2. Click Show filters.

  3. From Grouped by, select API method.

  4. Under Response code, select 2xx to see any successful requests to this key.

If you detect unauthorized usage, do the following:

  1. Restrict your keys.

    If the same key is used in multiple apps, migrate to multiple API keys, preferably using separate API keys for each app.

  2. If the unauthorized usage continues, regenerate or delete the affected keys.

  3. Contact support.

Using separate API keys for each app

This limits the scope of each key. If an API key is compromised, you can delete or regenerate the impacted key without needing to update your other API keys.

Migrating to multiple API keys

To migrate from using one API key for multiple apps, to a single unique API key for each app, do the following:

  1. Identify which apps will need new keys.

    • Web apps are the easiest to update, since you control all of the code. Plan to update all of your web-based apps' keys.
    • Mobile apps are much harder, since your customers must update their apps before the new keys can be used.
  2. Create and restrict the new keys.

    • Add both an application restriction and at least one API restriction.
  3. Add the new keys to your various apps.

    • For mobile apps, this process may take months for all of your users to update to the latest app with the new API key.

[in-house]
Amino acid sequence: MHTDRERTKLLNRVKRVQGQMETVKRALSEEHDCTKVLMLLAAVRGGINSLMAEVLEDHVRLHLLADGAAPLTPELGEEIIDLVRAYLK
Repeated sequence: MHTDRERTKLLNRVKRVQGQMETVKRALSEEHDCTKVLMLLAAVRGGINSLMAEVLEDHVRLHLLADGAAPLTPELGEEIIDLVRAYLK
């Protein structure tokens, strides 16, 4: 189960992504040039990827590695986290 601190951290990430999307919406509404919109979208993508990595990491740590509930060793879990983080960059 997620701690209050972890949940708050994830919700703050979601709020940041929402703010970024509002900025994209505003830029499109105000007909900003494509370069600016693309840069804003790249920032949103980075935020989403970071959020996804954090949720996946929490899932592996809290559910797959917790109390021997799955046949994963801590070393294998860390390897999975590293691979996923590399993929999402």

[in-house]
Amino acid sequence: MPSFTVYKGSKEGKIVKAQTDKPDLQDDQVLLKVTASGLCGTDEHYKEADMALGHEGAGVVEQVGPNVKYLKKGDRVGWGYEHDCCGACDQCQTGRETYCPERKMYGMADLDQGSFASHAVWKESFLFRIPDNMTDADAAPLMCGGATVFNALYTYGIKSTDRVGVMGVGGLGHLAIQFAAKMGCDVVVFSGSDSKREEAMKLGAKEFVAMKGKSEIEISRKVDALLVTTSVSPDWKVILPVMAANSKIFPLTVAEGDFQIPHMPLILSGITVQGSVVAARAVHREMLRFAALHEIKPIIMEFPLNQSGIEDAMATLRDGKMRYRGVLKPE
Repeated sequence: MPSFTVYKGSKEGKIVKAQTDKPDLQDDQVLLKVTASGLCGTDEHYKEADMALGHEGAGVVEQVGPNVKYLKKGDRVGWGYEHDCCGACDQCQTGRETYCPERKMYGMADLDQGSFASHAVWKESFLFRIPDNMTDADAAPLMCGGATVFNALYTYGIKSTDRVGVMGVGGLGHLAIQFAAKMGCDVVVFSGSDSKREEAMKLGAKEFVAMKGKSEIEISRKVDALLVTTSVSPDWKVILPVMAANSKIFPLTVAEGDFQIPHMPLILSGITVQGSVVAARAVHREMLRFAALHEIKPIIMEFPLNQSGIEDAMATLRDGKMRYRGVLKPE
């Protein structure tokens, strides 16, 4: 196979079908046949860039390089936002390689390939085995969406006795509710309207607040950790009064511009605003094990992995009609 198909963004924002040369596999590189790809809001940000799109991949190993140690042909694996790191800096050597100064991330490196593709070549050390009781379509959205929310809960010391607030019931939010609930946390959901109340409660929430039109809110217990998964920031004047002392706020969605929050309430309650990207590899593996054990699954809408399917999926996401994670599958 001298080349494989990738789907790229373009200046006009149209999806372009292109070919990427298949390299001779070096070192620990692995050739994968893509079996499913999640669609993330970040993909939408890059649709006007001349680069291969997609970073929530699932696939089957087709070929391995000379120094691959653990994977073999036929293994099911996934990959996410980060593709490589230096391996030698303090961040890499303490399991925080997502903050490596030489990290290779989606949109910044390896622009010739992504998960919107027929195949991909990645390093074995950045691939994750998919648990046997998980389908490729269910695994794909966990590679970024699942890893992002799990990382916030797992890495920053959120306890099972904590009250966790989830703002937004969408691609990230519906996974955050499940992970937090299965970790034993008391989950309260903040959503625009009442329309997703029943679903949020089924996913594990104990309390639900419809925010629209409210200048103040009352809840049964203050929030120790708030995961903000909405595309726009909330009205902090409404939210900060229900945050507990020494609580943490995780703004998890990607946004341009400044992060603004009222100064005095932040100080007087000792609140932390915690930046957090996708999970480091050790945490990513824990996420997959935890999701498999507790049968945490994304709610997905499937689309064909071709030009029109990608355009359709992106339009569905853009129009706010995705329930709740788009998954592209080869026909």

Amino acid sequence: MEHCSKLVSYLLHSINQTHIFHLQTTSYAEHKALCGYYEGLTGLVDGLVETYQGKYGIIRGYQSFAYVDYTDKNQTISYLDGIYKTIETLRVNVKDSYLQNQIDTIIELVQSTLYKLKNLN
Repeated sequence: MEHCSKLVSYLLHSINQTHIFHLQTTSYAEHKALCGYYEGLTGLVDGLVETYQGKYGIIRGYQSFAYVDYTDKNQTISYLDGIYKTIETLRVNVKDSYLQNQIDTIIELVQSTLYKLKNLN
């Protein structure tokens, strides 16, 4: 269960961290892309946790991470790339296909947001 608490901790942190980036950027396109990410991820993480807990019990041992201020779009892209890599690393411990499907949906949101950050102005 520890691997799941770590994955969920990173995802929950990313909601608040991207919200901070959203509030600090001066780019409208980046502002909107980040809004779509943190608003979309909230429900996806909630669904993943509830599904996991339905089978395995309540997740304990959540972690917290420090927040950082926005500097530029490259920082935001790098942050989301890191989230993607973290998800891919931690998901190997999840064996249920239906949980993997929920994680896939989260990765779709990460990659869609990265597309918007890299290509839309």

Maps Web Service APIs or Static Web APIs app protection methods

  • Store API keys and signing secrets outside of your application’s source code. If you put your API keys or any other private information in environment variables or include files that are stored separately and then share your code, the API keys or signing secrets will not be included in the shared files.

  • Store API keys or signing secrets in files outside of your application's source tree. If you store API keys or any other private information in files, keep the files outside your application's source tree to keep your keys out of your source code control system. This is particularly important if you use a public source code management system, such as GitHub.

Web Service APIs or Static Web APIs mobile app protection methods

  • Use a proxy server. The proxy server provides a solid source for interacting with the appropriate Google Maps Platform API. For more information on using a proxy server, see [Living Vicariously: Using Proxy Servers with the Google Data API Client Libraries(/gdata/articles/proxy_setup).

  • Obfuscate or encrypt the API key or signing secret. This complicates scraping of API keys and other private data directly from the application.

More information

These tables list the appropriate API key restrictions and API security best practices for each Google Maps Platform API, SDK or service.

Websites with Maps JavaScript, Embed or Static APIs